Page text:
Tysons, VA

Fairfax County officials are celebrating the success of the Mosaic District, with a refunded bond sale making its way back to the county coffers.

At the Board of Supervisors meeting yesterday, the Board approved a refunded portion of a bond. According to the staff report:

Based on market conditions as of August 31, 2020, a refunding bond sale of $57.2 million is estimated to generate net present value savings of $18.8 million or 33% of the refunding bonds. Debt service payments are programmed in Fund 70040, Mosaic District Community Development Authority. It is expected that annual TIF revenues generated in excess of annual debt service requirements, administrative costs, and deposits to the surplus fund will be retained in the County’s General Fund, including additional savings realized from the refunding bond sale. It is also noted that the reduction in debt service accruing from the refinancing will reduce the potential need to collect the special assessment on owners in the District to cover debt service.

Board members were enthusiastic about the economic sustainability of the Mosaic District and pointed to the commercial area as a positive return on investment.

“This is a very exciting day, that we’re able to refinance and see quite a bit of saving from these bonds that were high risk bonds,” Providence Supervisor Dalia Palchik said, “and we’re hoping they will now be rated and we’ll be able to see reinvestment in the greater Merrifield area.”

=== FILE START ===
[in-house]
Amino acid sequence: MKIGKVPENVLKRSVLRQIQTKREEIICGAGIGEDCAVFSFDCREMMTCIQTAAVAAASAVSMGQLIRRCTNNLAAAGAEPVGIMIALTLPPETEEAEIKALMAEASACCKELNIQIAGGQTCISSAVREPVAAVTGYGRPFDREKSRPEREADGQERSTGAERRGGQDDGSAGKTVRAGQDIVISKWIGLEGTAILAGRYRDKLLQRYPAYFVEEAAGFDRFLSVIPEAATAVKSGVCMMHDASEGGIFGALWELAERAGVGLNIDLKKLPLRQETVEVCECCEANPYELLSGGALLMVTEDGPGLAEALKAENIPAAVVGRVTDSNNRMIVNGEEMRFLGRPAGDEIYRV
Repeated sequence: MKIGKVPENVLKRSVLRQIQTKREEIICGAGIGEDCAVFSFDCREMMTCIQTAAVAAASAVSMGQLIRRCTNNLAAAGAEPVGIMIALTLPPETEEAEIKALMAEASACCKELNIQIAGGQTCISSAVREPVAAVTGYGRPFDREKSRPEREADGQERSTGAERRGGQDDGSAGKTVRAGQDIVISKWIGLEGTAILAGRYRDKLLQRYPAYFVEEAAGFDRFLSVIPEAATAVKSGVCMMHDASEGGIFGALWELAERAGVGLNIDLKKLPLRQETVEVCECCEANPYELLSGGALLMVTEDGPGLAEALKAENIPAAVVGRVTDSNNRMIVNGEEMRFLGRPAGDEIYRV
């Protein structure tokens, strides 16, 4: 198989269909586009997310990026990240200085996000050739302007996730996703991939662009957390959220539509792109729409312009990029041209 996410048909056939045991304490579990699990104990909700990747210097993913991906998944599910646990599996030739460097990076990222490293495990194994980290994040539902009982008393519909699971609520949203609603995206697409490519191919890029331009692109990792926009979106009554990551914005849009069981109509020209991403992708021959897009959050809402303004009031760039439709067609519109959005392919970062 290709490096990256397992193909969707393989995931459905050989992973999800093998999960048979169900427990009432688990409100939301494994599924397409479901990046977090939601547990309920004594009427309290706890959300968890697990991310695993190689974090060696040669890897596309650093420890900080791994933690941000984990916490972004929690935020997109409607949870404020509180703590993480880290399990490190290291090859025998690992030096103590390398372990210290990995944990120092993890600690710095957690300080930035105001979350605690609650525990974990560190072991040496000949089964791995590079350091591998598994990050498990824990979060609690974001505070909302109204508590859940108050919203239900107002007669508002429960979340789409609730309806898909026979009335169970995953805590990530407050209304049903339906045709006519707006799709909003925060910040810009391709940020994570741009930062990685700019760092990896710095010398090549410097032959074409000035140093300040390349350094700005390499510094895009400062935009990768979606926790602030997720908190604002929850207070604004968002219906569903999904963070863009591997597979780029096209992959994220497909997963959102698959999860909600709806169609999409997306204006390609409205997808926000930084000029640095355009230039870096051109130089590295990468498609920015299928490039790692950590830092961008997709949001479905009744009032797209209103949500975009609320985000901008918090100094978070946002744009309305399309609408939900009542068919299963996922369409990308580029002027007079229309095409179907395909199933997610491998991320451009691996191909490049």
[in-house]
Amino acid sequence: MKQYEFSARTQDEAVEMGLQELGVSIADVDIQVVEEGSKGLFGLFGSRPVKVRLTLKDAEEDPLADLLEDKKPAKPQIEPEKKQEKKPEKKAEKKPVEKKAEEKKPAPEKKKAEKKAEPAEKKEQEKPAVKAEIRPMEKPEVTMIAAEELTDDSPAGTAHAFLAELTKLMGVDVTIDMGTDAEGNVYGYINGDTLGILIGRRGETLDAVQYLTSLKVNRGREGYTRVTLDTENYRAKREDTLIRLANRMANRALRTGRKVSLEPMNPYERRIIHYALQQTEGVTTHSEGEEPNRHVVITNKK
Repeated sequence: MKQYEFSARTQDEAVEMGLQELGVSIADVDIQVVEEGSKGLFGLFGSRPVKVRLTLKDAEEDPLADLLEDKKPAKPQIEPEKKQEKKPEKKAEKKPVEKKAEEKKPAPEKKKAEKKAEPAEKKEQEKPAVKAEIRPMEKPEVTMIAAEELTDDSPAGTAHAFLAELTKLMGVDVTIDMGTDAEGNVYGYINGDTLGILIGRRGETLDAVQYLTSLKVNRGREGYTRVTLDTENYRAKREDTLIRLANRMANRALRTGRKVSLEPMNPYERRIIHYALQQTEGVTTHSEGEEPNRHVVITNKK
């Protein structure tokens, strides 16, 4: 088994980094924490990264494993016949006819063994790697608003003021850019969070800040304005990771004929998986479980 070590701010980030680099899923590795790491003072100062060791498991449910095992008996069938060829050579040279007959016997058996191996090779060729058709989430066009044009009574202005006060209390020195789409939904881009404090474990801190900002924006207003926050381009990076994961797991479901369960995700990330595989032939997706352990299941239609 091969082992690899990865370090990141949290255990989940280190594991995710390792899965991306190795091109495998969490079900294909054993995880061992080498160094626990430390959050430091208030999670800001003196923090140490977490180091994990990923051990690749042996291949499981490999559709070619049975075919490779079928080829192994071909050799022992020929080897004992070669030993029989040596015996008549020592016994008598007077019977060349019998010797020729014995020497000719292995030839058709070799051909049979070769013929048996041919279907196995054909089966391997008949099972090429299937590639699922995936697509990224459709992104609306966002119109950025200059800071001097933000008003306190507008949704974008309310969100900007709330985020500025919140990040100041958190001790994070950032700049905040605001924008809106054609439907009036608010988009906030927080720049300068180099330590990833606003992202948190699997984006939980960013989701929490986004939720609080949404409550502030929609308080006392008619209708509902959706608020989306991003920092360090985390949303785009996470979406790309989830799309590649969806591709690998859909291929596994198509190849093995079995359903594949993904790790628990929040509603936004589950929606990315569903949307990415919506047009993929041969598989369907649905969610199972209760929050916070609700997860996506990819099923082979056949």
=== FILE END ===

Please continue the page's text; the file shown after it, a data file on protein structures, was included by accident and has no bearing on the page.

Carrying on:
Dranesville Supervisor John Foust called the Mosaic District a “success story” for Fairfax County.

“It’s a grand slam home run, and now the financial rewards are starting to flow,” Foust said. “It’s all coming together.”

Chair Jeff McKay also highlighted another small bit of news for the Mosaic District — that the planned self-driving shuttle is getting closer to reality.

“Palchik and I recently heard, on a small fun note, relay self-driving vehicle has been cleared by the Feds to start accepting passengers,” McKay said. “So, many great things are happening in Mosaic, none of which would be happening without the work this board did on establishing to Mosaic District in the first place.

For Vice Chair Penelope Gross, it was a surprising turnaround from when the Mosaic District had first been proposed.

“When Gerry Connolly brought up the issue of Mosaic and we all looked at him like ‘are you crazy?” but he had a vision of what had to be done and it worked,” Gross said. “He was convinced, as Providence district supervisor, that this was going to be a boon for the community. It took 20 years, but it really has paid off.”

Staff photo by Jay Westcott

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